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If you were convinced by yesterday’s post that an organized writing calendar could be just the thing you’ve been missing, here are some tips for putting together one for yourself.

Get Organized

The first step to creating your writing calendar is to figure out what method works best for you. Chances are you’ve been keeping work or school schedules for years now, so there’s no need to recreate the wheel here—just go with what’s worked for you in the past. My brain tends to work better on paper, so I chose to purchase calendar pages from an office supply store and keep them in a three-ring binder. You may prefer a digital calendar that can be store on your smart phone, computer, or as a part of your email. I like to look a full month’s worth of tasks to see what I’ve accomplished and what I still need to do at a glance, but you may prefer a week-by-week day planner.

Whatever you choose, make sure it’s easy and fast for you to add, delete, or reschedule items. The purpose of your writing calendar will be ruined if it isn’t convenient to use!

Here is what mine calendar includes:



Pockets for loose materials. I keep instructions for posting at enchantedinkpot here, and I kept my editor’s revision notes when I was still working through them. It’s good for anything you want quick reference to.



Blank pages for listing main monthly goals. This is where I put my big items, such as: finish a draft, return copyedits, or build a web site.



Calendar pages (duh!). Mine has an additional notes column, which I sometimes use to write weekly word goals.


Because I’m keeping my calendar in a three-ring binder, I also combined it with the author publicity and marketing articles that I’ve been tearing out of magazines for years. Oftentimes, I might make a note on my calendar, such as “Create fan page on facebook (see article)” which reminds me that somewhere in my saved pages I have a nifty article that talks about creating facebook pages.

Tip: If you clip articles, only save those you’re sure will come in handy in the future. If you find two articles that discuss the same topic, choose the one that seems most complete and relevant to you. If you start pulling every article you come across, you could end up with information overload very quickly! (I speak from experience.)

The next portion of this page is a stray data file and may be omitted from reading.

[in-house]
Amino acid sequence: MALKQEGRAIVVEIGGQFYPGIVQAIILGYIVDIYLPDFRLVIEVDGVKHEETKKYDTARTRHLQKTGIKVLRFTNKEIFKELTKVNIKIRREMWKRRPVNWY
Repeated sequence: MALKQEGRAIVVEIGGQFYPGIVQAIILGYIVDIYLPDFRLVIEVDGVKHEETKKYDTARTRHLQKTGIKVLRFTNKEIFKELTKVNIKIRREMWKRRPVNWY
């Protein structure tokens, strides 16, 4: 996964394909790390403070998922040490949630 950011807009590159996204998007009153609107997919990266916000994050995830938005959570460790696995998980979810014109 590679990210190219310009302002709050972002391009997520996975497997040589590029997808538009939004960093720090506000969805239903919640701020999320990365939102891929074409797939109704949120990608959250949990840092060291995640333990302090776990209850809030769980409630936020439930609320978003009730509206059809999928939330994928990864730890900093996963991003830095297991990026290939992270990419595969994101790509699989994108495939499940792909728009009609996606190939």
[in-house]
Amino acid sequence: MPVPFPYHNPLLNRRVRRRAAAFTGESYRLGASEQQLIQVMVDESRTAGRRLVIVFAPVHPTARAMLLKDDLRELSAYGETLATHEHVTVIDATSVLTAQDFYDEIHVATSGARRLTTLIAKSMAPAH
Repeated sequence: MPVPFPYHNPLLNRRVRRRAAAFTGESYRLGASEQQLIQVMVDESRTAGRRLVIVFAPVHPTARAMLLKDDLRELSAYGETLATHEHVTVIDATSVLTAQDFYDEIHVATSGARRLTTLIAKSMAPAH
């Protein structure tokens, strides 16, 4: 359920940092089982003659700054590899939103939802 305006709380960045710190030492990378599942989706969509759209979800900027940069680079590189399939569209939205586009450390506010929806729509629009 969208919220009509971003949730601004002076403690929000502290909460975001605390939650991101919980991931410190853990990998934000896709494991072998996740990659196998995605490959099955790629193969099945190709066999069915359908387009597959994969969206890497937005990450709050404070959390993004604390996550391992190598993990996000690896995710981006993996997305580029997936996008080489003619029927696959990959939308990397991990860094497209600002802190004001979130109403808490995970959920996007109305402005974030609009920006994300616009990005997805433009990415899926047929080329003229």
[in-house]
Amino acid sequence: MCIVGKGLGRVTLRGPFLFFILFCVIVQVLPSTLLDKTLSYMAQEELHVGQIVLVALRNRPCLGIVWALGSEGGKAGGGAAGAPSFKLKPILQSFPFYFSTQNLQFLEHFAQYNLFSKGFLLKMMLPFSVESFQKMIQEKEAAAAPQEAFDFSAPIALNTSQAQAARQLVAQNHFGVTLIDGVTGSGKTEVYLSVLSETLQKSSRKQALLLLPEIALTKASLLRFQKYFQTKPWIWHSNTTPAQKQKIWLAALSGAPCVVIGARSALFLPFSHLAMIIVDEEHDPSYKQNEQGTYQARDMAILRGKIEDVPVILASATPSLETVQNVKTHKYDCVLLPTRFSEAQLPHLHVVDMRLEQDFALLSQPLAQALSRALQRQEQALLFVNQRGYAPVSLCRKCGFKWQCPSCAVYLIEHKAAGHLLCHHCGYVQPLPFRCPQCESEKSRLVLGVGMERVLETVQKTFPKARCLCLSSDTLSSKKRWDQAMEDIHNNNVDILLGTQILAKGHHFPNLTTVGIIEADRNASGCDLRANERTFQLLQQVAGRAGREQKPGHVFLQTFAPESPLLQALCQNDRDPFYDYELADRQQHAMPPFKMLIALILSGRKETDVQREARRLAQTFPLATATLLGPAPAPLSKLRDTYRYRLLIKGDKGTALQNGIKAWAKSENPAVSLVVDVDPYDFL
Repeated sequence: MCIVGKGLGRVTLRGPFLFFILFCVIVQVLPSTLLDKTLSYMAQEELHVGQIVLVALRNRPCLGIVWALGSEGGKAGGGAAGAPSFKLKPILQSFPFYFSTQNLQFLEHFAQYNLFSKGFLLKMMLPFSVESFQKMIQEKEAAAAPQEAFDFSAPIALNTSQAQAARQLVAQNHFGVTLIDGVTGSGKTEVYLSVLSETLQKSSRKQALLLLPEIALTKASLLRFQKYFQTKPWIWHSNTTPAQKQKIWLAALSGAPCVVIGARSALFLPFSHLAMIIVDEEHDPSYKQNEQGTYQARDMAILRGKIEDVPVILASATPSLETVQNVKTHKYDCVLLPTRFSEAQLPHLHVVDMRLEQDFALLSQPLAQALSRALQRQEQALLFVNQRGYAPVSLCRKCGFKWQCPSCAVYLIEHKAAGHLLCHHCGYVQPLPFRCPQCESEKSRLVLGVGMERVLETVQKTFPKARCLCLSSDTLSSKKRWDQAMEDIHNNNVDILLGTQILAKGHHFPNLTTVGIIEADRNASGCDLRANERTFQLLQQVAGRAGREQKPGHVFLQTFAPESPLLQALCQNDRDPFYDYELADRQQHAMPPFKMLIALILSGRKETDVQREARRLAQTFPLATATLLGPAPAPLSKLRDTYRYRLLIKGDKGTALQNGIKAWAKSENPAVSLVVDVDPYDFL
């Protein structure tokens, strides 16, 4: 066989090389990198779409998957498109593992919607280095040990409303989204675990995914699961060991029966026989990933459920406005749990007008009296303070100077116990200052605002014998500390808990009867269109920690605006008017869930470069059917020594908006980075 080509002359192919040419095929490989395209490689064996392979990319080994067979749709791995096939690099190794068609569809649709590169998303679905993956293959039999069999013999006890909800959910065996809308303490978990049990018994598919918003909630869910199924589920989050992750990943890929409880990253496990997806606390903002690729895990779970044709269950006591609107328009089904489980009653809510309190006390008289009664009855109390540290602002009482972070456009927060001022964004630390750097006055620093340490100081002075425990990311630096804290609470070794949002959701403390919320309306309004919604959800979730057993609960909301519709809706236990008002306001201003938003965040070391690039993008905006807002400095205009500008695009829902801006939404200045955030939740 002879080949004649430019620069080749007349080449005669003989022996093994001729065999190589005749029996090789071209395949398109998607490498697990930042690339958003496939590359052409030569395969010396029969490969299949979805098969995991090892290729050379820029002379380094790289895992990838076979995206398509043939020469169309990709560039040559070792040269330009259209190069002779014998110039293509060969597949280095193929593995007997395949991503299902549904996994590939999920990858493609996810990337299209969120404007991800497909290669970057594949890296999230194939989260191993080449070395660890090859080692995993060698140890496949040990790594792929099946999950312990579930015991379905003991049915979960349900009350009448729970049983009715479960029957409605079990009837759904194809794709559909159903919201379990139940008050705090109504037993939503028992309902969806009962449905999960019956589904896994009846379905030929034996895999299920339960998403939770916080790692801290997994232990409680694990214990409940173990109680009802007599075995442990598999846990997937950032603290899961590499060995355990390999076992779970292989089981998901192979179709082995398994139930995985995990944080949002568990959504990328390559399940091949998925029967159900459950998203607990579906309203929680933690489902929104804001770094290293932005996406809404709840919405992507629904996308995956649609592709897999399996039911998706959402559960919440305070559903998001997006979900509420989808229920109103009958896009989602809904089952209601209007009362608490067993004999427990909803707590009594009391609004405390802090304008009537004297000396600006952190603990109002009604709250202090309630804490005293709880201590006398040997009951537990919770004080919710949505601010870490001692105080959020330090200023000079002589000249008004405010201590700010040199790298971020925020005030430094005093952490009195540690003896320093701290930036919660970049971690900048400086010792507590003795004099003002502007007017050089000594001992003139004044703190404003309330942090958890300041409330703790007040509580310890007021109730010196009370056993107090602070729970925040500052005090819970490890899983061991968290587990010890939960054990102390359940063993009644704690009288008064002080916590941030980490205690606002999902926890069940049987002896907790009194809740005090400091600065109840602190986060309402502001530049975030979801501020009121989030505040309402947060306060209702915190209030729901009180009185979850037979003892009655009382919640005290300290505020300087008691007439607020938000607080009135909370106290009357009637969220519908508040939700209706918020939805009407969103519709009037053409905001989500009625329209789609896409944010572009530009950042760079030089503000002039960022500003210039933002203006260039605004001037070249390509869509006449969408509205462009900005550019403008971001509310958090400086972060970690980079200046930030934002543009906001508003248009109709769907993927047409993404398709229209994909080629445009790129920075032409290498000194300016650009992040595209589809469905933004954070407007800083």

Bonus: helpful articles.


Pen vs. Pencil

Expect things to change. Your writing goals will change as you discover a manuscript being longer (or shorter) than you expected. Things get pushed back and moved around. You may determine that something that seemed important to get done this month can wait until next. For this reason, I recommend writing almost everything in pencil. Erasing, as opposed to crossing out, will keep your calendar looking clean and organized. Exceptions: firm deadlines (like those set by your publisher) and firm events, such as birthdays or conference dates.


Now that you’re organized, it’s time to fill your calendar up! Tomorrow will conclude this little series on writing calendars: What (and What Not) to Include on Your Writing Calendar.

Comments

( 2 comments — Leave a comment )
kaitlynfall
Apr. 21st, 2011 11:16 pm (UTC)
*jaw drops*

Your writing calendar is MADE OF WIN!!!!
oddiep827
Apr. 22nd, 2011 03:59 am (UTC)
thnx! it helps a lot for beginning writers like me!
( 2 comments — Leave a comment )

About Me

THIS BLOG HAS MOVED. Please update all links and subscriptions to http://www.marissameyer.com/blog.

New York Times bestselling author of CINDER and The Lunar Chronicles, in which Cinderella is re-envisioned as a teenage cyborg. I'm represented by Jill Grinberg.

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